September 25, 2012
Is Self-Made Wealth a Myth?
by Robert Kropp
United for a Fair Economy analyzes the Forbes 400 list of wealthiest Americans, finding that 40%
inherited considerable wealth, while a quarter earned their wealth through investment.
For the past 30 years, Forbes Magazine has published the Forbes 400 list of wealthiest Americans. Perhaps in response to growing criticism of wealth
inequality in the US, Forbes pointed out that 70% of those included on this year's list "made their
fortunes entirely from scratch." Forbes also reported that "the average net worth of a Forbes 400
member is a staggering $4.2 billion," the highest ever. In 1982, when Forbes launched the list,
only 13 members were billionaires; now, all of them are.
According to the report, the assertion
by Forbes that 70% of those on the list are "'self-made' is a loaded one, suggesting that these
individuals attained financial success independent of assistance from family and society." In
reality, the report argues, among those included in the group "are many people born solidly in the
top five or one percent, who may have inherited a business, attended Ivy League universities, and
benefited from family connections."
Is the magazine's perpetuation of
the self-made myth strictly factual? Not according to a new report, entitled Born On Third Base,
from United for a Fair Economy, a nonprofit
organization advocating for greater economic equality.
Forty percent of those on the list inherited
considerable assets from a family member, the report found, and over 20% inherited enough wealth to
make the list by their inheritance alone.
The most common source of wealth among the
members of the Forbes 400 is investment. Twenty-five percent made it onto the list because of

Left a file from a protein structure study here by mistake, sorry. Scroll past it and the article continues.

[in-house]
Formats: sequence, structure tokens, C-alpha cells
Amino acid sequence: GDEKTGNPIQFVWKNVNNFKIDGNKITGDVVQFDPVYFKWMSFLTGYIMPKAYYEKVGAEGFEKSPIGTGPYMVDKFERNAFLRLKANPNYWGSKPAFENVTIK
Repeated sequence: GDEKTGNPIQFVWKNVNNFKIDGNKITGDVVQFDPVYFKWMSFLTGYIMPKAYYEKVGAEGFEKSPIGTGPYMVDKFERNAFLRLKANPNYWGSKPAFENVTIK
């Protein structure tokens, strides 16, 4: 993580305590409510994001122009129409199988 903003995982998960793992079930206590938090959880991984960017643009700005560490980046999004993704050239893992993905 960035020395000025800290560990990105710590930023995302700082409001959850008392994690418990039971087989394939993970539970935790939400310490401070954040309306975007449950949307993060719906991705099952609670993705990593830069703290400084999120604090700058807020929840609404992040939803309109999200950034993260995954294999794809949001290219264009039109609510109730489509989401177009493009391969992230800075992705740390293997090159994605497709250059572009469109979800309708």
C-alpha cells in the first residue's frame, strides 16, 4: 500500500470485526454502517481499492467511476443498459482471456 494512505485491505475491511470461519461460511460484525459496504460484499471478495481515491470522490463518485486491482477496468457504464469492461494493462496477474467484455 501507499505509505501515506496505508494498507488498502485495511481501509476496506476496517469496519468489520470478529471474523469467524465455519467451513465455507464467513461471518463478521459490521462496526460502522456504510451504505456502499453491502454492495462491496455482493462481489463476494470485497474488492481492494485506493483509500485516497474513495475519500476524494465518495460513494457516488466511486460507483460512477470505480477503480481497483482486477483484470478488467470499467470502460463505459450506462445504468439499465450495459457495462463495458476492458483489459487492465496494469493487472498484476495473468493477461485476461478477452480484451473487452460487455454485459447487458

investment income, more than twice the percentage of those who did so through technology, the
second-most common source of wealth. "Tax loopholes, offshore accounts, and various other schemes
allow the super-wealthy to use the tools of finance to protect their wealth and lower their tax
rates further," the report observed. "Deregulation of banking has also contributed to financial
speculation making up a larger and larger portion of our economy."
Additional factors that
reveal the extent of wealth inequality in the US include the fact that Oprah Winfrey is the only
African-American among the 400 members. Winfrey is also one of only 40 women on the list, 90% of
whom inherited their fortunes. In 1982, the list included 75 women.
"Income from work
should not be taxed at a higher rate than income from stocks, bonds and investment real estate,"
the report concludes. "To enable the 99 percent to save and build assets, the tax burden should be
shifted back onto the wealthy, particularly concentrated asset-holders."
Less than a week
after a leaked video caught him writing off 47% of the American electorate as believing "they are
victims" and thus entitled to the largesse provided by government programs, Republican Presidential
candidate Mitt Romney reiterated his support for a low tax rate on capital gains, arguing that it
is "the right way to encourage economic growth, to get people to invest, to start businesses, to
put people to work."
But as Joe Nocero wrote in The New York Times, "The American dream exists not because of the capital
gains differential but in spite of it. It is the tax break that most glaringly exists to benefit
the wealthy. If you have any doubts about that, all you need to do is read the latest Forbes 400."
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